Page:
BP's Had Enough of Russian Roulette

LONDON -- FTSE 100 giant BP  (NYSE: BP  ) has received unsolicited indications of interest in its shareholding of 50-50 Russian joint venture TNK-BP.

At a closing share price on Thursday of 395 pence, I'm surprised it didn't receive indications of interest in the whole company!

When I looked at BP's first-quarter results a month ago, I explained that the TNK-BP joint venture generates more than 25% of production, but the company doesn't have the direct control we shareholders would prefer to see. TNK-BP is owned equally by BP and Alfa Access Renova.

So today's news is unequivocally good news in my opinion. And the market likes it so far: The shares are up almost 3% to 406 pence at the time of writing.

If any deal is struck, it would see the end of what has been both a profitable but troubled partnership, freeing up a dollop of cash to help meet the continuing costs of the 2010 Gulf of Mexico oil spill, as well as the potential fines still to be settled with the U.S. and state governments.

A match made in hell
More importantly, it removes the uncertainty that the market hates. But there's more to the potential sale than meets the eye. The truth is that the marriage between the oil giant and its Russian-billionaire-owned partner was one made in hell. On Monday, one of these billionaires, Mikhail Fridman, resigned as CEO of TNK-BP, citing a breakdown in relations with BP.

BP has said there is no guarantee of a sale, and there have been suggestions that it's a tactical move that could see BP buying out AAR's stake instead.

Either option would be good news for us shareholders. The partnership has yielded $19 billion in dividends for BP since its inception in 2003, and it typically accounts for around 10% of profits. But the market has never been comfortable with it, and it has been a drag on BP's valuation. The partners disagreed over the issue of an offshore exploration and $16 billion share-swap deal with Russian-government-majority-owned Rosneft last year. AAR won a court order to block the agreement, then refused a $32 billion buyout offer from Rosneft and BP for its 50% interest in TNK-BP.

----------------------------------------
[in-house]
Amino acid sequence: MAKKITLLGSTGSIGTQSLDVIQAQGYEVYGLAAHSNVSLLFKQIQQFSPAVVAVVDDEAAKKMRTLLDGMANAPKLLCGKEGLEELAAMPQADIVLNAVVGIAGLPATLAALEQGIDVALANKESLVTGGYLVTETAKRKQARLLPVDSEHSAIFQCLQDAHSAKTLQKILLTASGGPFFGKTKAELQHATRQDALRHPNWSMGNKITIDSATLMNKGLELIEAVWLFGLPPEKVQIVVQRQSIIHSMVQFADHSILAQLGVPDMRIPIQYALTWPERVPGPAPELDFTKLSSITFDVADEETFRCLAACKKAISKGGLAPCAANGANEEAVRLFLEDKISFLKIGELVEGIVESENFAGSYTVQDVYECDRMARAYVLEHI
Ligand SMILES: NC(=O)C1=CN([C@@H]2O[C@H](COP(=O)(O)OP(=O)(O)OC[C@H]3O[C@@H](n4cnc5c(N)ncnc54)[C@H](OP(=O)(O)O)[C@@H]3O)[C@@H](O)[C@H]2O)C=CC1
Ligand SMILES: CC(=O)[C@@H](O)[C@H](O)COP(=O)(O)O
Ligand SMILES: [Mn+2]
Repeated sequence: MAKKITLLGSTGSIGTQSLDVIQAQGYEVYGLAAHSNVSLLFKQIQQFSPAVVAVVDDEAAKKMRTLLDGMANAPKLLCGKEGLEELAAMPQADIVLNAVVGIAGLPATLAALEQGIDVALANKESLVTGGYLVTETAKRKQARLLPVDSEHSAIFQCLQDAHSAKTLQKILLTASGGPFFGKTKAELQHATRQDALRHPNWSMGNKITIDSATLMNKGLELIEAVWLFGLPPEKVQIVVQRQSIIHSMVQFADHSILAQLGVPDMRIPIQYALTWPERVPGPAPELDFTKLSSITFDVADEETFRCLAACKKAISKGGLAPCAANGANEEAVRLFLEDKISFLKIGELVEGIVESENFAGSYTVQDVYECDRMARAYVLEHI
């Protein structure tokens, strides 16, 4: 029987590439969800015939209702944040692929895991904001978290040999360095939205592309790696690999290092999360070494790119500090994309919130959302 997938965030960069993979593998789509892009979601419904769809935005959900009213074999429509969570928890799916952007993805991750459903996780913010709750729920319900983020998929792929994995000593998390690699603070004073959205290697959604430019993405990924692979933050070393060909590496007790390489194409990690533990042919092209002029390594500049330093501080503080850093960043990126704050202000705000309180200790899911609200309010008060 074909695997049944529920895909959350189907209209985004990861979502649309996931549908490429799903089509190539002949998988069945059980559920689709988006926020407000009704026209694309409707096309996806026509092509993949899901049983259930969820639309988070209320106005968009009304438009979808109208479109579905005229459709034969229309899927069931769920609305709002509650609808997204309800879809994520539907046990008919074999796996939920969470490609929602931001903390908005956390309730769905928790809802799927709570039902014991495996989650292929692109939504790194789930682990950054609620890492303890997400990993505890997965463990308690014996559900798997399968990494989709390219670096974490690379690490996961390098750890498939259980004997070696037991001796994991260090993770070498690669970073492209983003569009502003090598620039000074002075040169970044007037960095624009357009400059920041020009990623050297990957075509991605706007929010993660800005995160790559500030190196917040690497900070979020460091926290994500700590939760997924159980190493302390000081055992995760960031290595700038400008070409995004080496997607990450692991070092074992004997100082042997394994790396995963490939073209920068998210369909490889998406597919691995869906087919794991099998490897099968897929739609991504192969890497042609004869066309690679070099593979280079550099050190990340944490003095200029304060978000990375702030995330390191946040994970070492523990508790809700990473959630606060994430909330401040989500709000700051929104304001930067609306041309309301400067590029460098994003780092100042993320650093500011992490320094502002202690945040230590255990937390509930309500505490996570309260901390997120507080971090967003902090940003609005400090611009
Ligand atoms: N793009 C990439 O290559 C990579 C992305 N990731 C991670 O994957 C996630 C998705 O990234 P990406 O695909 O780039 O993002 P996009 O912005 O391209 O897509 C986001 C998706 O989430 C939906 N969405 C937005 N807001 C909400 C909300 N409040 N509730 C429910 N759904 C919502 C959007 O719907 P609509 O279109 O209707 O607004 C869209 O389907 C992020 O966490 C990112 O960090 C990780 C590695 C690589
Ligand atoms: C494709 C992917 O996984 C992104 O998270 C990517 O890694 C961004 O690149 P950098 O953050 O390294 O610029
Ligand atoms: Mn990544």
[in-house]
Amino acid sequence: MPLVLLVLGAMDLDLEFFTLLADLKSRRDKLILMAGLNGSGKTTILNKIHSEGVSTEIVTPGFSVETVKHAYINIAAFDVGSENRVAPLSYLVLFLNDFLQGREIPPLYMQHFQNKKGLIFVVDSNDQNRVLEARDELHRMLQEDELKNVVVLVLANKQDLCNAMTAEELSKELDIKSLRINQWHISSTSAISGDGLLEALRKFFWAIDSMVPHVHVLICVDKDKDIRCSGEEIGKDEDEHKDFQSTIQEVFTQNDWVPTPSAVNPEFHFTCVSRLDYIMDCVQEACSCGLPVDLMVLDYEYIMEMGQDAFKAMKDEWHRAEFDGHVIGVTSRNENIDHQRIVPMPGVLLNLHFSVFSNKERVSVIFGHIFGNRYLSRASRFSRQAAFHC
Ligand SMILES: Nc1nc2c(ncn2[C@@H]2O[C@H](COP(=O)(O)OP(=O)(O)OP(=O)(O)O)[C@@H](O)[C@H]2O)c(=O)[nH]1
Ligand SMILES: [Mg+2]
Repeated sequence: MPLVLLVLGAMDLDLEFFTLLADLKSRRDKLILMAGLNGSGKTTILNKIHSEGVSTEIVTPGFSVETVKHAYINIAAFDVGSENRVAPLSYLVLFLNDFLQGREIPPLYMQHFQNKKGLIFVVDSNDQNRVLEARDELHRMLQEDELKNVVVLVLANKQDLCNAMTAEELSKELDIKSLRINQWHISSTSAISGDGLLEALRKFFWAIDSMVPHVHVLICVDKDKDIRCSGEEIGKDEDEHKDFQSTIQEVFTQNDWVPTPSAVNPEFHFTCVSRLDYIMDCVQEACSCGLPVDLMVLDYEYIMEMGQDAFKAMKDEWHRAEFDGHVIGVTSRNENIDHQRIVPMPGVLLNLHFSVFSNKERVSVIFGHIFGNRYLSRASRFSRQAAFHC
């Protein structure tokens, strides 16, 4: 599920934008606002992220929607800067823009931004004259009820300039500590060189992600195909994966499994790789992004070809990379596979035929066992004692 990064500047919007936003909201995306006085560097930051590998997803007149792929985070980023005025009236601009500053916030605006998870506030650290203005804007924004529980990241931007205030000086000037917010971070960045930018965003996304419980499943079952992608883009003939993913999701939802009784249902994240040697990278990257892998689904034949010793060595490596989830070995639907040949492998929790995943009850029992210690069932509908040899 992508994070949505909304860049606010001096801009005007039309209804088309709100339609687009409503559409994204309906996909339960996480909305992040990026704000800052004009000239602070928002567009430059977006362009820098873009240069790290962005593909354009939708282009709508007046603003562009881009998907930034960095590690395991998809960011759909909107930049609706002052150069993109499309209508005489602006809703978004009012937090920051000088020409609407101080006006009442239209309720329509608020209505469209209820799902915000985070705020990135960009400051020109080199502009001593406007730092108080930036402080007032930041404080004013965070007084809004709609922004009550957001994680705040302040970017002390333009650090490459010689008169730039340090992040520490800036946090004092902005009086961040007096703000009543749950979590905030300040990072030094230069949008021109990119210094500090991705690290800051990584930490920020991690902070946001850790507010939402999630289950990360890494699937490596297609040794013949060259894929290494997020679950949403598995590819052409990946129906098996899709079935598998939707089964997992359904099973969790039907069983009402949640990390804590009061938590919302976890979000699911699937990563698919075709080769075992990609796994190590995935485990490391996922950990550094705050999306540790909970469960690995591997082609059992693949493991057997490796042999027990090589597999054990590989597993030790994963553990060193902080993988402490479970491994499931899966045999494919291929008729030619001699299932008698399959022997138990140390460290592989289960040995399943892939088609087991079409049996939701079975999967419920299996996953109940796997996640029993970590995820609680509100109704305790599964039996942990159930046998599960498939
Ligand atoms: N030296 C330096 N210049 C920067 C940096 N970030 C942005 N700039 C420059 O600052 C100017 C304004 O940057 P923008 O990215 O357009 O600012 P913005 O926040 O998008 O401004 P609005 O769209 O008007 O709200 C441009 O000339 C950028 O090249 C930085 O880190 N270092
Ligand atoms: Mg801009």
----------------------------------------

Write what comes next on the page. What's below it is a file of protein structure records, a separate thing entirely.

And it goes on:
The big questions are how much BP will receive for its 50% stake and what it will then do with the cash. The answer to the second question lies in the eventual outcome of the Gulf litigation. A sale should raise about $30 billion for BP.

Any developments both to move away from the troubled partnership and to put the Gulf spill to bed have to be welcomed, in my opinion. These are the big strategic issues, and steps to address them are good news.

Oils, pharmaceuticals, banks, telecoms -- just where should you invest today? "Top Sectors for 2012" is the Motley Fool's latest guide to help Britain invest. Better. The report is free.

Further investment opportunities:

David owns shares in BP. The Motley Fool has a disclosure policy. We Fools may not all hold the same opinions, but we all believe that considering a diverse range of insights makes us better investors. Try any of our Foolish newsletter services free for 30 days.


Read/Post Comments (2) | Recommend This Article (1)

Comments from our Foolish Readers

Help us keep this a respectfully Foolish area! This is a place for our readers to discuss, debate, and learn more about the Foolish investing topic you read about above. Help us keep it clean and safe. If you believe a comment is abusive or otherwise violates our Fool's Rules, please report it via the Report this Comment Report this Comment icon found on every comment.

  • Report this Comment On June 01, 2012, at 11:12 AM, Tsharp1947 wrote:

    BP has been run by morons for years now. They continue to make deals with the devil and lose every time! It is long past time for a complete overhaul of upper management!

  • Report this Comment On June 01, 2012, at 11:34 AM, pugwee wrote:

    BP should never had made a deal with TNK. I would have been happy if they dumped it and took a loss. But if they can dump it and break even that would be even better. Regardless if BP takes a loss, breaks even, or makes a profit they need to get away from TNK. As far away as possible.

Add your comment.

DocumentId: 1900578, ~/Articles/ArticleHandler.aspx, 7/23/2014 11:04:37 PM

Report This Comment

Use this area to report a comment that you believe is in violation of the community guidelines. Our team will review the entry and take any appropriate action.

Sending report...


Advertisement